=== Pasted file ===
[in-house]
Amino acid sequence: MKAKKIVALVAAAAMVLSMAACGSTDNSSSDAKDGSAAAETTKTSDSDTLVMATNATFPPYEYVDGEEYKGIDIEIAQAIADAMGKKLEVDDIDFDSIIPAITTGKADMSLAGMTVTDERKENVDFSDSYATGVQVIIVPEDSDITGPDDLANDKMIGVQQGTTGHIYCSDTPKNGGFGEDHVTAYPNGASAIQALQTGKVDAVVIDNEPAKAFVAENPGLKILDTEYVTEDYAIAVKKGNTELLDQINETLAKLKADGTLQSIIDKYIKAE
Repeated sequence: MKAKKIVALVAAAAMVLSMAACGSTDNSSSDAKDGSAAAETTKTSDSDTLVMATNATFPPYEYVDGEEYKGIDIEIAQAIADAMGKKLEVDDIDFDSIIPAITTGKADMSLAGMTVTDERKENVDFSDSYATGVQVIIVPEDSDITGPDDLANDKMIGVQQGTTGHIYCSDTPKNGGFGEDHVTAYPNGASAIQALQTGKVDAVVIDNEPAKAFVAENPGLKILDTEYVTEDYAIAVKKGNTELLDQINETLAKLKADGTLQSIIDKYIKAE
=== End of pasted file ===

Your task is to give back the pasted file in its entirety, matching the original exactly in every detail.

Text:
[in-house]
Amino acid sequence: MKAKKIVALVAAAAMVLSMAACGSTDNSSSDAKDGSAAAETTKTSDSDTLVMATNATFPPYEYVDGEEYKGIDIEIAQAIADAMGKKLEVDDIDFDSIIPAITTGKADMSLAGMTVTDERKENVDFSDSYATGVQVIIVPEDSDITGPDDLANDKMIGVQQGTTGHIYCSDTPKNGGFGEDHVTAYPNGASAIQALQTGKVDAVVIDNEPAKAFVAENPGLKILDTEYVTEDYAIAVKKGNTELLDQINETLAKLKADGTLQSIIDKYIKAE
Repeated sequence: MKAKKIVALVAAAAMVLSMAACGSTDNSSSDAKDGSAAAETTKTSDSDTLVMATNATFPPYEYVDGEEYKGIDIEIAQAIADAMGKKLEVDDIDFDSIIPAITTGKADMSLAGMTVTDERKENVDFSDSYATGVQVIIVPEDSDITGPDDLANDKMIGVQQGTTGHIYCSDTPKNGGFGEDHVTAYPNGASAIQALQTGKVDAVVIDNEPAKAFVAENPGLKILDTEYVTEDYAIAVKKGNTELLDQINETLAKLKADGTLQSIIDKYIKAE